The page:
Seoul to extradite New Zealand murder suspect within 30 days
Nov 13, 2022, 1:52 PM | Updated: Nov 14, 2022, 3:54 am
(Bae Byung-soo/Newsis via AP, File)
SEOUL, South Korea (AP) — South Korea will extradite a New Zealand murder suspect within 30 days, about two months after she was arrested in South Korea in connection with two dead children found in suitcases in Auckland, officials said Monday.
South Korean Justice Minister Han Dong-hoon issued the order for the extradition of the 42-year-old woman, surnamed Lee, to New Zealand, the ministry said in a statement.
In making the decision, Han considered a Seoul court’s recent approval of the extradition, her New Zealand citizenship, the site of the crime, and South Korean national interests, the ministry statement said.
Han had the final decision on whether to send her to New Zealand after the Seoul High Court on Friday endorsed her extradition. Court officials said the woman earlier agreed in writing to be sent back to New Zealand.
Han ordered officials to hand over evidence obtained during the woman’s arrest to New Zealand authorities as well, the ministry said.
The Justice Ministry and Seoul prosecutors will consult with New Zealand authorities on the exact timing of the extradition within the next 30 days, it said.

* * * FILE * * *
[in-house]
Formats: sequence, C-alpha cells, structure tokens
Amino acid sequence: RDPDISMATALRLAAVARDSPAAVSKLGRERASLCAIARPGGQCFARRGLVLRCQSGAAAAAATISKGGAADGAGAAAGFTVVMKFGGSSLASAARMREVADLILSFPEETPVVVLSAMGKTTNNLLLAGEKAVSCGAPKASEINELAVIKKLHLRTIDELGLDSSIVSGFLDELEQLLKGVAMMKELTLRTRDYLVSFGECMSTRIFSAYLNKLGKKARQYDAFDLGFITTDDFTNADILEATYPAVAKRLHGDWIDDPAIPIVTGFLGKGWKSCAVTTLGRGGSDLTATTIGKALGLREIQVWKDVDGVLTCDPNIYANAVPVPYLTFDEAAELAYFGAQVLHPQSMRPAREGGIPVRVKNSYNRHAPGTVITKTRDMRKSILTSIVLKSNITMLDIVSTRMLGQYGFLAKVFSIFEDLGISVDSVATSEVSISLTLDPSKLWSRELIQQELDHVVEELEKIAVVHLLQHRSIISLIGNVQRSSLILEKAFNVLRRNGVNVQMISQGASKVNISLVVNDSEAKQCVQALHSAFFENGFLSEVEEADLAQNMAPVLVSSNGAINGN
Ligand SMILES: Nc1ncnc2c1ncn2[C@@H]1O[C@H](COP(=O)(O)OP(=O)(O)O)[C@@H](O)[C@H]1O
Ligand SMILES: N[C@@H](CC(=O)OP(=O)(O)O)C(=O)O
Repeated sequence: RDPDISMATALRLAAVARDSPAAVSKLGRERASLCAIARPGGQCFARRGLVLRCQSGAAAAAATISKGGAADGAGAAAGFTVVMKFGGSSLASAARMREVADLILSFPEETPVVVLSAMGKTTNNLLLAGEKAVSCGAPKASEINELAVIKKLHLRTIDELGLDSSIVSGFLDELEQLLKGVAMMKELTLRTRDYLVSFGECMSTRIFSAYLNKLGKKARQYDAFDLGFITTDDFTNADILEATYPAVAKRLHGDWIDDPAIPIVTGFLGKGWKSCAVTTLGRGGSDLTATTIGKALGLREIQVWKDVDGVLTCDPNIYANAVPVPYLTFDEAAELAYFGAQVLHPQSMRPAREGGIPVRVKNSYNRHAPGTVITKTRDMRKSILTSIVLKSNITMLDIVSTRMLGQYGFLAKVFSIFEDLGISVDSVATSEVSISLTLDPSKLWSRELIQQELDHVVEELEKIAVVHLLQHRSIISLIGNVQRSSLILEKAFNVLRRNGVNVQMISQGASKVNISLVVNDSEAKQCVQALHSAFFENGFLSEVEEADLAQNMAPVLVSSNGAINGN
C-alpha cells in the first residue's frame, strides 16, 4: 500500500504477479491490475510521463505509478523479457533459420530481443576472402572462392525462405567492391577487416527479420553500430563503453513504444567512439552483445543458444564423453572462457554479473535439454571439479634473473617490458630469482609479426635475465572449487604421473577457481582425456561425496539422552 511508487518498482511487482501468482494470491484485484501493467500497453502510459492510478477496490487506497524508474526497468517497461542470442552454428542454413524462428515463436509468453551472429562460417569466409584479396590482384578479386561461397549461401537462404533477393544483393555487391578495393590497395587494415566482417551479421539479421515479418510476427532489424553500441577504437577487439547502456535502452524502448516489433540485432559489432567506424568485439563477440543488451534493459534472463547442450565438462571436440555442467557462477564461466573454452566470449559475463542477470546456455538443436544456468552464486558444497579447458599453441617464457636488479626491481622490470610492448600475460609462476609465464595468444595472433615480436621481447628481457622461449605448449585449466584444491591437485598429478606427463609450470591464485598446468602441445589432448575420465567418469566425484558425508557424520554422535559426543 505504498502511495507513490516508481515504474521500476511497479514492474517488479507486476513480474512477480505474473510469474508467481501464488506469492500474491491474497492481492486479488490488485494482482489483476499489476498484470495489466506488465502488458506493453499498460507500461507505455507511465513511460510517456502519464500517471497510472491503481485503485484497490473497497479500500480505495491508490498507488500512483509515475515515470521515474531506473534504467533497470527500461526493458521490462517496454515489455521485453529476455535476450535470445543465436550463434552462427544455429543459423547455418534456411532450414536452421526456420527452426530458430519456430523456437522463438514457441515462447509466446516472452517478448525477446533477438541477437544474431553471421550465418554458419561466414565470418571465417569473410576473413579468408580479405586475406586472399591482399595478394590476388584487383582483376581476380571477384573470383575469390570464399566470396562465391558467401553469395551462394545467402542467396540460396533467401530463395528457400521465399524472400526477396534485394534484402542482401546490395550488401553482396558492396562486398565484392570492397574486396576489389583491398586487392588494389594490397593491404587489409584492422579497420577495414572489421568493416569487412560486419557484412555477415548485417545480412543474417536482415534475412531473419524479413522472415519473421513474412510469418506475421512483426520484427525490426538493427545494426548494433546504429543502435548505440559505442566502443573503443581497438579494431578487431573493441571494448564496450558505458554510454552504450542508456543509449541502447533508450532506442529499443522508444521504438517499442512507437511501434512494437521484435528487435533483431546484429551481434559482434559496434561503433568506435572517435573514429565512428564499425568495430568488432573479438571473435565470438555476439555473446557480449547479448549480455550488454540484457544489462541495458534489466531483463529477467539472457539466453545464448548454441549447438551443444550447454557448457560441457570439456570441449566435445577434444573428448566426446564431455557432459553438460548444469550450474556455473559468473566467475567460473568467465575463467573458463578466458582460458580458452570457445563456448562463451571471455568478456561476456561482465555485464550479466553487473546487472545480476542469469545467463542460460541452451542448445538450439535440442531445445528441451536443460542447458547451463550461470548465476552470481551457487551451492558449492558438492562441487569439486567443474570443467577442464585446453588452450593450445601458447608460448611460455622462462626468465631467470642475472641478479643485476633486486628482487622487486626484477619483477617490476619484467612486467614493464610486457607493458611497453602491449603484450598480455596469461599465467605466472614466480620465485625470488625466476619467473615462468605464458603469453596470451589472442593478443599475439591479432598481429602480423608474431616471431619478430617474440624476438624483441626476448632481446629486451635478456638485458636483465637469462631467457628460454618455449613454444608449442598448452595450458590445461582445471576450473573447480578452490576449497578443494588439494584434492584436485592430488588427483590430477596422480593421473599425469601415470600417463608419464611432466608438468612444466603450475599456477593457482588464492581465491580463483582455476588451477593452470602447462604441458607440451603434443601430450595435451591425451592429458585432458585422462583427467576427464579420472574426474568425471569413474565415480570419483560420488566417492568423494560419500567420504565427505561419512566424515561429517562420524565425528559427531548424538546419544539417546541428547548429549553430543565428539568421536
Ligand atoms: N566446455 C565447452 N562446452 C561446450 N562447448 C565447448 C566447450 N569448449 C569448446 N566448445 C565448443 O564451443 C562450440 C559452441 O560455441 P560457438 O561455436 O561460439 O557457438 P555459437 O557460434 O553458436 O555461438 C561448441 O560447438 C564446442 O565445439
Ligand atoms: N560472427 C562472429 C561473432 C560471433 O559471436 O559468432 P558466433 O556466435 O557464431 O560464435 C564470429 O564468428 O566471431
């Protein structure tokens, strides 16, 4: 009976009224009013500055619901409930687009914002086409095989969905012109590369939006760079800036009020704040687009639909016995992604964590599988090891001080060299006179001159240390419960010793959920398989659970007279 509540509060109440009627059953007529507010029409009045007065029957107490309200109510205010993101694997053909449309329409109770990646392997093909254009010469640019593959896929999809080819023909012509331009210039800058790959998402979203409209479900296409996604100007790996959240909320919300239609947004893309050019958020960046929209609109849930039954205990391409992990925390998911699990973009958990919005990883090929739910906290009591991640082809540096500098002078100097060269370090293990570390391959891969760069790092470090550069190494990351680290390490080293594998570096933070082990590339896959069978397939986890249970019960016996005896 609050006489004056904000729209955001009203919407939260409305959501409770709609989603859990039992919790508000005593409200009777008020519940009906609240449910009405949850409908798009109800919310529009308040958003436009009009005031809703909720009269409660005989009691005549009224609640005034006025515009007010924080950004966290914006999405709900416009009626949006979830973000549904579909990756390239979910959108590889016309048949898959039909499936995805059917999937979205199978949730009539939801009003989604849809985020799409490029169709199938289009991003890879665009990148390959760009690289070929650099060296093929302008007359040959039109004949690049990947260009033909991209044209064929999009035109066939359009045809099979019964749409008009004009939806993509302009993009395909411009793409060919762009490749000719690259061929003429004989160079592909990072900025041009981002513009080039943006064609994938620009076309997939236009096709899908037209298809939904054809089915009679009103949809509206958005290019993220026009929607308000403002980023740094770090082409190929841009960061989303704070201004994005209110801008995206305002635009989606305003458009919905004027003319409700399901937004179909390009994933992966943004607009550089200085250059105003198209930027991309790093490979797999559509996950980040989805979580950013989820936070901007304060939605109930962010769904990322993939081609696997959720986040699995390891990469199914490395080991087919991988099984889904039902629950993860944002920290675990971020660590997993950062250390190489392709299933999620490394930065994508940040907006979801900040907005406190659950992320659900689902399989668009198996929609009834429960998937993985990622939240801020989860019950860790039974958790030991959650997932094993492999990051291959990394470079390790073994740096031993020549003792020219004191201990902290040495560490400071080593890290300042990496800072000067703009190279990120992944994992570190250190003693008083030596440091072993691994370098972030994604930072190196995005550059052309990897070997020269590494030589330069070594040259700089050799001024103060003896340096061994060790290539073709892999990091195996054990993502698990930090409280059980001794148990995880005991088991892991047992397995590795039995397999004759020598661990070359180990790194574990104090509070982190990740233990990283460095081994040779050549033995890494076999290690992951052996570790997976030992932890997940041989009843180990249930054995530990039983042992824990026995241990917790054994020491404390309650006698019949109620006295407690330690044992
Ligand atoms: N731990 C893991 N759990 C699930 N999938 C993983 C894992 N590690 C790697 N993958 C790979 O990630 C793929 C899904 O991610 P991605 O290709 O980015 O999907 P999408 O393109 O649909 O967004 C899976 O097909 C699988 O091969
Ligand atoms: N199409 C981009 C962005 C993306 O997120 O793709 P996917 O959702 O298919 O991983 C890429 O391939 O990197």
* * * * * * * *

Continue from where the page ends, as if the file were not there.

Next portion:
South Korean police arrested the woman in September based on a domestic court warrant issued after New Zealand requested her provisional arrest. New Zealand’s Justice Ministry then requested her extradition.
New Zealand police said the South Korean warrant for the suspect’s arrest was related to two murder charges. The children’s bodies were discovered in August after a New Zealand family bought abandoned goods, including two suitcases, from a storage unit in an online auction. New Zealand police said the family had nothing to do with the deaths. They said the children were between 5 and 10 years old and had been dead for years when their bodies were found in the suitcases.
South Korean police said the woman was born in South Korea and later moved to New Zealand, where she gained citizenship. Immigration records show she returned to South Korea in 2018.
South Korean police suspected that she could be the mother of the two children, as her past address in New Zealand was registered to the storage unit where the suitcases were kept.
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